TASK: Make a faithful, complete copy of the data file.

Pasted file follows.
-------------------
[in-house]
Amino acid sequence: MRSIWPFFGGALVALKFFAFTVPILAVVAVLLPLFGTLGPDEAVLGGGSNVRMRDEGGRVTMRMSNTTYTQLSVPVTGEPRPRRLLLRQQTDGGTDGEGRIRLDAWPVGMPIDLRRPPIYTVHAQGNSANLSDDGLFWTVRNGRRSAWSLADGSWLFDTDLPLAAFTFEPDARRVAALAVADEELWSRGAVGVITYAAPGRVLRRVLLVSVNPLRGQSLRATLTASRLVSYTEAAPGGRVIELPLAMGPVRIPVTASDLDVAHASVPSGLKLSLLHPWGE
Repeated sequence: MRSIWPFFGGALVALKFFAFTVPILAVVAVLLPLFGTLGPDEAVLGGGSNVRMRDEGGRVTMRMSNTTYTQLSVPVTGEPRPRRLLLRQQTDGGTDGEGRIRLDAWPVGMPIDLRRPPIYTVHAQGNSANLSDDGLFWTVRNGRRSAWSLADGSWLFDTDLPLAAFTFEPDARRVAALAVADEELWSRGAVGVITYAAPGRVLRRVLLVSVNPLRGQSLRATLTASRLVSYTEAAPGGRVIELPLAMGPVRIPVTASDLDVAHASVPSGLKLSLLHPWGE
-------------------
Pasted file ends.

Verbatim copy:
[in-house]
Amino acid sequence: MRSIWPFFGGALVALKFFAFTVPILAVVAVLLPLFGTLGPDEAVLGGGSNVRMRDEGGRVTMRMSNTTYTQLSVPVTGEPRPRRLLLRQQTDGGTDGEGRIRLDAWPVGMPIDLRRPPIYTVHAQGNSANLSDDGLFWTVRNGRRSAWSLADGSWLFDTDLPLAAFTFEPDARRVAALAVADEELWSRGAVGVITYAAPGRVLRRVLLVSVNPLRGQSLRATLTASRLVSYTEAAPGGRVIELPLAMGPVRIPVTASDLDVAHASVPSGLKLSLLHPWGE
Repeated sequence: MRSIWPFFGGALVALKFFAFTVPILAVVAVLLPLFGTLGPDEAVLGGGSNVRMRDEGGRVTMRMSNTTYTQLSVPVTGEPRPRRLLLRQQTDGGTDGEGRIRLDAWPVGMPIDLRRPPIYTVHAQGNSANLSDDGLFWTVRNGRRSAWSLADGSWLFDTDLPLAAFTFEPDARRVAALAVADEELWSRGAVGVITYAAPGRVLRRVLLVSVNPLRGQSLRATLTASRLVSYTEAAPGGRVIELPLAMGPVRIPVTASDLDVAHASVPSGLKLSLLHPWGE